Having released their second record- the self-titled Mild Orange – in May 2020, it wasn’t long before the band began work on a follow up. With live shows still ongoing, it meant they could road test the new material. “We’re not afraid to share songs with our fans before they’re released. We love doing that because it actually influences the way we play it,” Mehrtens says. “We want to honour those live moments and the energy and try to capture it in the recording. That’s what took us to take these home recordings to a proper studio.”
The album came to life across five different locations around New Zealand, from an idyllic cabin on Carters Beach, flanked by the ocean and a paddock of wild horses, to the arid dust-kissed rocks of Bannockburn. “It’s kind of like Mars around there,” says Mehrtens. “We’d have these days where the inversion layer would fall on us and you couldn’t see further than two metres in the distance. We’d be jamming out and it felt like we were in another world.”
The band would rent a space for a month, set-up their home studio and begin the process of writing and recording. But wanting to honour an increasingly epic live sound, their tech was finally overwhelmed. “It did get to a point in the production where it became too big for my laptop,” says Mehrtens. “On the past two albums, I’d managed to get by. But the songs needed a bigger production.”
They finished the record at the prestigious Roundhead Studios in Auckland, working with producer Paddy Hill. Sonically, it’s a step up from their previous work as the capacious production complements their laid-back driven indie, turning the key on a soundtrack of road-trip ready, sun-kissed bliss. Previous single “Oh Yeah” is a trippy hit of glistening guitar lines and sprawling chorus, a journey with no destination. “Hollywood Dreams” encapsulates the dark romance of hope, while “What’s Your Fire?” rages a bitter tongue against soaring dynamics.
Looking For Space isn’t just influenced by the physical and natural environments the band worked in and across, it’s also about the feelings of claustrophobia and confinement experienced by Mehrtens throughout the writing process. During the creation of the record he fell ill with double pneumonia and pleurisy. “It sucked, big time,” he says. “Every time you breathe, it’s excruciating pain. I was in and out of hospital and on heaps of morphine and codeine, so I was pretty out of it for a good while. It took me a few months to feel good again, but I think that influenced a few of the songs.”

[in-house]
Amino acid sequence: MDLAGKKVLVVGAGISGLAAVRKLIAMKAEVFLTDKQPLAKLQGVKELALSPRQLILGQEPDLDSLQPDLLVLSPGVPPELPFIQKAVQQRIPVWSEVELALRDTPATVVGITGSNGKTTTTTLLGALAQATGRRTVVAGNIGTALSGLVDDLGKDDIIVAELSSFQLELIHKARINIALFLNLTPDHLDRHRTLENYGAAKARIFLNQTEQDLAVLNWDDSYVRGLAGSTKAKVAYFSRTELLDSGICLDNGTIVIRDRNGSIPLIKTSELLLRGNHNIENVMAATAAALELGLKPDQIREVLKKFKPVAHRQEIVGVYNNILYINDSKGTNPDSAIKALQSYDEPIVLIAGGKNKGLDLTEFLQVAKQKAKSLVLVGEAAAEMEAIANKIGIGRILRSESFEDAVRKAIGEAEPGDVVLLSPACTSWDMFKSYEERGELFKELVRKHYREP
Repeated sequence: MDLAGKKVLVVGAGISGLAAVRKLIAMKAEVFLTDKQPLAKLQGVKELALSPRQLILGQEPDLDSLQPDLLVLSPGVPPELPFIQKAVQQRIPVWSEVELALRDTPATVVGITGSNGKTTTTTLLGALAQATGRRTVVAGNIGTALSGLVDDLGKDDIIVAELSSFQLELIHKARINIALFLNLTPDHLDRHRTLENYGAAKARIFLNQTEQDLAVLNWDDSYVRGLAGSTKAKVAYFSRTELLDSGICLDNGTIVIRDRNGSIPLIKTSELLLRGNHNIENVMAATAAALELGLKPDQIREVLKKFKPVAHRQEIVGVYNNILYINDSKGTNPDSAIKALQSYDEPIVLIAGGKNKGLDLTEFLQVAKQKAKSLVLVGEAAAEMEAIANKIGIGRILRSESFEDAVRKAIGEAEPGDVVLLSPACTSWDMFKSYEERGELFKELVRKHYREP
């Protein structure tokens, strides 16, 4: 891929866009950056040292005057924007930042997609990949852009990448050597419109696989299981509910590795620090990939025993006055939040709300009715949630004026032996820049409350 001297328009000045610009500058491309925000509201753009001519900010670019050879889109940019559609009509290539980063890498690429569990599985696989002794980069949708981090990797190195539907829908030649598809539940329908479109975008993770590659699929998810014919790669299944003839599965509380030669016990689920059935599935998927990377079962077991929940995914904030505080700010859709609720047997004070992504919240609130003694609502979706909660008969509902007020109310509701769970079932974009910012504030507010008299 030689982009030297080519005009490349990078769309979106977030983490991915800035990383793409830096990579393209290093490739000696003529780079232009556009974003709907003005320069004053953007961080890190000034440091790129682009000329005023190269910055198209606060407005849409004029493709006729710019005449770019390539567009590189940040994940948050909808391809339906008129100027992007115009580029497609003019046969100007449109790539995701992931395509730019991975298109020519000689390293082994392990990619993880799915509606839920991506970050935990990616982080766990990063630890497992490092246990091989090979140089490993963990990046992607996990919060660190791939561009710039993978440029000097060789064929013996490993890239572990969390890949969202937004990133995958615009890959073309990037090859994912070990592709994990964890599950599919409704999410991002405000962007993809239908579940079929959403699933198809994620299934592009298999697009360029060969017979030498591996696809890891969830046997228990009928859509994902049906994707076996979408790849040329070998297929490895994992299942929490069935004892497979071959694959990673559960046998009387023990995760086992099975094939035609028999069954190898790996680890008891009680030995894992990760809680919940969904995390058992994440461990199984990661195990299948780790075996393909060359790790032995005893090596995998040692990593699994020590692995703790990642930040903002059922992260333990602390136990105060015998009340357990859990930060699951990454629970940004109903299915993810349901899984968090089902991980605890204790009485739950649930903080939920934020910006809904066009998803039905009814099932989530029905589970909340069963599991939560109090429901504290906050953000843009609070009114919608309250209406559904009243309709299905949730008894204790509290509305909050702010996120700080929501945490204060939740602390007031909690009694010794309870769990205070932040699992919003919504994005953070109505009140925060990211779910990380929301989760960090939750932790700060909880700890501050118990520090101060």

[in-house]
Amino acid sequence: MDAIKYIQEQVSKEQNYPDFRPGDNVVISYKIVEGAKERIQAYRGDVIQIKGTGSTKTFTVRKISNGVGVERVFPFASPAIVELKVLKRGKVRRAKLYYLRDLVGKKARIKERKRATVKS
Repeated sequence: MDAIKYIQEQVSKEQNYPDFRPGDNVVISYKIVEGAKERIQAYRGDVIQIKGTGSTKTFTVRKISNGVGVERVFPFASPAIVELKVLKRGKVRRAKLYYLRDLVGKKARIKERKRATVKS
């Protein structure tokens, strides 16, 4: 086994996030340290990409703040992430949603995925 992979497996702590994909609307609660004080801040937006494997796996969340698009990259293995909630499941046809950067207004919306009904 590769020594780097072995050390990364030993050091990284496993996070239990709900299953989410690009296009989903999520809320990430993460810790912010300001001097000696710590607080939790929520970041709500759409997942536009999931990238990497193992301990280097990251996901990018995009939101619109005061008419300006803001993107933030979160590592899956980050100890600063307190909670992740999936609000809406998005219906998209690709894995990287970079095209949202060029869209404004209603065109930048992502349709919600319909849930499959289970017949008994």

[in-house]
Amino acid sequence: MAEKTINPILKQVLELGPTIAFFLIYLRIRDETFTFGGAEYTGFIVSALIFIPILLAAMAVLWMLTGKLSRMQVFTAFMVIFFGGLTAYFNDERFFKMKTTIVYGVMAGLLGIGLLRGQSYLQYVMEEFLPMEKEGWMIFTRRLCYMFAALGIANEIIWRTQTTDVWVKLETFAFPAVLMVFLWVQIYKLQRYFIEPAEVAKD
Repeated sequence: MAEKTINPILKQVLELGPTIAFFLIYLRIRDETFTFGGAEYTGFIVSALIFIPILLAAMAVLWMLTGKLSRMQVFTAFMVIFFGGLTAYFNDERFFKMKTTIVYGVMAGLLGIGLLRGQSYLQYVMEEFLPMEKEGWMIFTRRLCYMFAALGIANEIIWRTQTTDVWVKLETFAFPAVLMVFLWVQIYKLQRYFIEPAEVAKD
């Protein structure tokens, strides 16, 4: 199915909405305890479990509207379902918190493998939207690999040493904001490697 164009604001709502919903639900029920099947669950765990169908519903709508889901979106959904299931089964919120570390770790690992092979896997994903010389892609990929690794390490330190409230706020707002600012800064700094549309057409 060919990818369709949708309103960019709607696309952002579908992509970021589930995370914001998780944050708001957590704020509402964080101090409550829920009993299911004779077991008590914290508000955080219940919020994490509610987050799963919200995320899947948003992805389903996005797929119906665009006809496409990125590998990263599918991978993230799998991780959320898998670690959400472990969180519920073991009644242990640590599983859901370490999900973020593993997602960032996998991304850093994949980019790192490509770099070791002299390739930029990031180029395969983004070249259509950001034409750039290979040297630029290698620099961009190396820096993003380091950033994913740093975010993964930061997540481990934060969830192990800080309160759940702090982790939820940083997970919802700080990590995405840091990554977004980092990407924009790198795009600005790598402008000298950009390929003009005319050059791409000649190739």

While it wasn’t a welcome break, it did help Mehrten to focus on the constant cycles that control life and nature alike. “One of the parts of making this record that really stood out to me was when I was looking out over the beach and there was this gnarly storm coming in, thrashing the coastline,” he says. “It was then that I was like, this is all a necessary part for this beach to be so beautiful. It needs to get utterly smashed sometimes, and then eventually it passes and it’s the beautiful sunny days that everyone enjoys.”
It certainly feels like the past two years have been a grinding, treacherous, bastard of a storm for most of us. But now, just possibly, it’s time for some better weather. It’s that hopeful sentiment which shines through in Looking For Space. “Everyone can apply their own situations because everyone goes through shit stuff, so I want people to put their own life experiences into it. I think it has been a challenging time for the world,” Mehrtens accepts. “We’re gonna be grinning all night when we’re on stage with everyone, celebrating.”